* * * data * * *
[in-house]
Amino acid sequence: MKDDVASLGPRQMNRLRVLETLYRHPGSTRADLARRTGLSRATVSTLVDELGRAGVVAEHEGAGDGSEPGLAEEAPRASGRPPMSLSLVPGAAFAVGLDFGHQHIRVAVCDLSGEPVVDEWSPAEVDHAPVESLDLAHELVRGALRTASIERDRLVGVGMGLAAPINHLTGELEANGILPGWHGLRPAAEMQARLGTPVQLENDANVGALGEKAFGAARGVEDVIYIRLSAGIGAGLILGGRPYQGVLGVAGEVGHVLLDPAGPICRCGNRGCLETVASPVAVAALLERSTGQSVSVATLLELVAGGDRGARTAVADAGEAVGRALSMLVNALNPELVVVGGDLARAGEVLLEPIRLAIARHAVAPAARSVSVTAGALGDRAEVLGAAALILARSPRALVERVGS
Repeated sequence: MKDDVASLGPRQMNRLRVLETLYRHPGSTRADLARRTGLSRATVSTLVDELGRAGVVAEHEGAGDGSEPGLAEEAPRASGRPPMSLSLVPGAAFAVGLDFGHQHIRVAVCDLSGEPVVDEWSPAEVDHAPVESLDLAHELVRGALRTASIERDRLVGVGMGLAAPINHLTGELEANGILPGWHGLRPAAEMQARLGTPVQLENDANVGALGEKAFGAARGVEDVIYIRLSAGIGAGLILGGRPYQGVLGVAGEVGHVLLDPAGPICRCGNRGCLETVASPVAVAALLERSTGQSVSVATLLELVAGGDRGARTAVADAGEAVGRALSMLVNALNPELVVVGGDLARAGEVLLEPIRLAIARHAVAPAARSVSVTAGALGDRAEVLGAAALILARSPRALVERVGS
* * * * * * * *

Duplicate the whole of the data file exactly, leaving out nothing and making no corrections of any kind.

[in-house]
Amino acid sequence: MKDDVASLGPRQMNRLRVLETLYRHPGSTRADLARRTGLSRATVSTLVDELGRAGVVAEHEGAGDGSEPGLAEEAPRASGRPPMSLSLVPGAAFAVGLDFGHQHIRVAVCDLSGEPVVDEWSPAEVDHAPVESLDLAHELVRGALRTASIERDRLVGVGMGLAAPINHLTGELEANGILPGWHGLRPAAEMQARLGTPVQLENDANVGALGEKAFGAARGVEDVIYIRLSAGIGAGLILGGRPYQGVLGVAGEVGHVLLDPAGPICRCGNRGCLETVASPVAVAALLERSTGQSVSVATLLELVAGGDRGARTAVADAGEAVGRALSMLVNALNPELVVVGGDLARAGEVLLEPIRLAIARHAVAPAARSVSVTAGALGDRAEVLGAAALILARSPRALVERVGS
Repeated sequence: MKDDVASLGPRQMNRLRVLETLYRHPGSTRADLARRTGLSRATVSTLVDELGRAGVVAEHEGAGDGSEPGLAEEAPRASGRPPMSLSLVPGAAFAVGLDFGHQHIRVAVCDLSGEPVVDEWSPAEVDHAPVESLDLAHELVRGALRTASIERDRLVGVGMGLAAPINHLTGELEANGILPGWHGLRPAAEMQARLGTPVQLENDANVGALGEKAFGAARGVEDVIYIRLSAGIGAGLILGGRPYQGVLGVAGEVGHVLLDPAGPICRCGNRGCLETVASPVAVAALLERSTGQSVSVATLLELVAGGDRGARTAVADAGEAVGRALSMLVNALNPELVVVGGDLARAGEVLLEPIRLAIARHAVAPAARSVSVTAGALGDRAEVLGAAALILARSPRALVERVGS